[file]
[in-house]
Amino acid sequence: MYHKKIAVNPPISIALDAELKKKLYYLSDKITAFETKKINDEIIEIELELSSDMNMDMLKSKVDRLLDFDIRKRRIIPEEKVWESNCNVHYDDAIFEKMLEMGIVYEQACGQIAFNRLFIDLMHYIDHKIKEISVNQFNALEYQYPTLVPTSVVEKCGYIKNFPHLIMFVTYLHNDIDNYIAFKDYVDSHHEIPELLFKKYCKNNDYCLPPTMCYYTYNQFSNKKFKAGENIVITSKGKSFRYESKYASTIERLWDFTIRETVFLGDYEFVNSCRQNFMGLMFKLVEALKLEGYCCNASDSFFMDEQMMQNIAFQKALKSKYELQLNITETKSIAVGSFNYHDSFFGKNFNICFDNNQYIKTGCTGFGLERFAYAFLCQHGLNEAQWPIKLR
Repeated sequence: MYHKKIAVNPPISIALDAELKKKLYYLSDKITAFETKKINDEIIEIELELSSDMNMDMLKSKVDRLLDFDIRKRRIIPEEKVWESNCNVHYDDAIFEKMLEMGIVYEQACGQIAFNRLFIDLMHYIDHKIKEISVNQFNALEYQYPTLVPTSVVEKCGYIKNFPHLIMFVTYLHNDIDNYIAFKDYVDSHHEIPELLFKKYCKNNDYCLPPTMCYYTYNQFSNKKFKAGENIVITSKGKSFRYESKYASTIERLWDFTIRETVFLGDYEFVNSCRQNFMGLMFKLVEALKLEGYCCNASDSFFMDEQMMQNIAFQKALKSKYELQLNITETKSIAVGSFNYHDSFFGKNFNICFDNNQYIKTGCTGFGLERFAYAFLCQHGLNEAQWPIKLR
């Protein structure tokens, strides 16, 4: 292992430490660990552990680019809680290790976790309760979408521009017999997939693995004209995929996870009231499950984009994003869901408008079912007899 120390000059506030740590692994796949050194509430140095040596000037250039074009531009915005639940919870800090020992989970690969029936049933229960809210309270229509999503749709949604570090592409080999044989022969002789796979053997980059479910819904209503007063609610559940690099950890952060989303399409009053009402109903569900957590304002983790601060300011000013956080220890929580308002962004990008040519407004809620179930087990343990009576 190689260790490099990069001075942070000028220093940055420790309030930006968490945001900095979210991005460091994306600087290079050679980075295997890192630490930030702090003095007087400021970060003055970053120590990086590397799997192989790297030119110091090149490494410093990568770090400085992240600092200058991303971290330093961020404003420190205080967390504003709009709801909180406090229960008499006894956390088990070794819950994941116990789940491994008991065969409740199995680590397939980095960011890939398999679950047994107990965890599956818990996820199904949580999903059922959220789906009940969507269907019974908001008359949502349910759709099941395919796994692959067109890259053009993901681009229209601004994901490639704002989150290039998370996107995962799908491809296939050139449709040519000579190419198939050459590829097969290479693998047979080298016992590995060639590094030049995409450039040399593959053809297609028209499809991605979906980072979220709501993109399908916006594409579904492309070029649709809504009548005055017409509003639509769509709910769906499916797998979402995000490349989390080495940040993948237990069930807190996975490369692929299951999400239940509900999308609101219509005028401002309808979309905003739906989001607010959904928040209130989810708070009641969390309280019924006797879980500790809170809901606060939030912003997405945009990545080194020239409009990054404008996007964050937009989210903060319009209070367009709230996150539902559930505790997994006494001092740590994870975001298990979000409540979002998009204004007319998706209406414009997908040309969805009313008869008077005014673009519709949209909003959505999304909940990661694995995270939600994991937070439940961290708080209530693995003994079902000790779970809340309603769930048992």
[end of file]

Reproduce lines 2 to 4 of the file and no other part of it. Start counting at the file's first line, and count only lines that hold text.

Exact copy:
Amino acid sequence: MYHKKIAVNPPISIALDAELKKKLYYLSDKITAFETKKINDEIIEIELELSSDMNMDMLKSKVDRLLDFDIRKRRIIPEEKVWESNCNVHYDDAIFEKMLEMGIVYEQACGQIAFNRLFIDLMHYIDHKIKEISVNQFNALEYQYPTLVPTSVVEKCGYIKNFPHLIMFVTYLHNDIDNYIAFKDYVDSHHEIPELLFKKYCKNNDYCLPPTMCYYTYNQFSNKKFKAGENIVITSKGKSFRYESKYASTIERLWDFTIRETVFLGDYEFVNSCRQNFMGLMFKLVEALKLEGYCCNASDSFFMDEQMMQNIAFQKALKSKYELQLNITETKSIAVGSFNYHDSFFGKNFNICFDNNQYIKTGCTGFGLERFAYAFLCQHGLNEAQWPIKLR
Repeated sequence: MYHKKIAVNPPISIALDAELKKKLYYLSDKITAFETKKINDEIIEIELELSSDMNMDMLKSKVDRLLDFDIRKRRIIPEEKVWESNCNVHYDDAIFEKMLEMGIVYEQACGQIAFNRLFIDLMHYIDHKIKEISVNQFNALEYQYPTLVPTSVVEKCGYIKNFPHLIMFVTYLHNDIDNYIAFKDYVDSHHEIPELLFKKYCKNNDYCLPPTMCYYTYNQFSNKKFKAGENIVITSKGKSFRYESKYASTIERLWDFTIRETVFLGDYEFVNSCRQNFMGLMFKLVEALKLEGYCCNASDSFFMDEQMMQNIAFQKALKSKYELQLNITETKSIAVGSFNYHDSFFGKNFNICFDNNQYIKTGCTGFGLERFAYAFLCQHGLNEAQWPIKLR
């Protein structure tokens, strides 16, 4: 292992430490660990552990680019809680290790976790309760979408521009017999997939693995004209995929996870009231499950984009994003869901408008079912007899 120390000059506030740590692994796949050194509430140095040596000037250039074009531009915005639940919870800090020992989970690969029936049933229960809210309270229509999503749709949604570090592409080999044989022969002789796979053997980059479910819904209503007063609610559940690099950890952060989303399409009053009402109903569900957590304002983790601060300011000013956080220890929580308002962004990008040519407004809620179930087990343990009576 190689260790490099990069001075942070000028220093940055420790309030930006968490945001900095979210991005460091994306600087290079050679980075295997890192630490930030702090003095007087400021970060003055970053120590990086590397799997192989790297030119110091090149490494410093990568770090400085992240600092200058991303971290330093961020404003420190205080967390504003709009709801909180406090229960008499006894956390088990070794819950994941116990789940491994008991065969409740199995680590397939980095960011890939398999679950047994107990965890599956818990996820199904949580999903059922959220789906009940969507269907019974908001008359949502349910759709099941395919796994692959067109890259053009993901681009229209601004994901490639704002989150290039998370996107995962799908491809296939050139449709040519000579190419198939050459590829097969290479693998047979080298016992590995060639590094030049995409450039040399593959053809297609028209499809991605979906980072979220709501993109399908916006594409579904492309070029649709809504009548005055017409509003639509769509709910769906499916797998979402995000490349989390080495940040993948237990069930807190996975490369692929299951999400239940509900999308609101219509005028401002309808979309905003739906989001607010959904928040209130989810708070009641969390309280019924006797879980500790809170809901606060939030912003997405945009990545080194020239409009990054404008996007964050937009989210903060319009209070367009709230996150539902559930505790997994006494001092740590994870975001298990979000409540979002998009204004007319998706209406414009997908040309969805009313008869008077005014673009519709949209909003959505999304909940990661694995995270939600994991937070439940961290708080209530693995003994079902000790779970809340309603769930048992």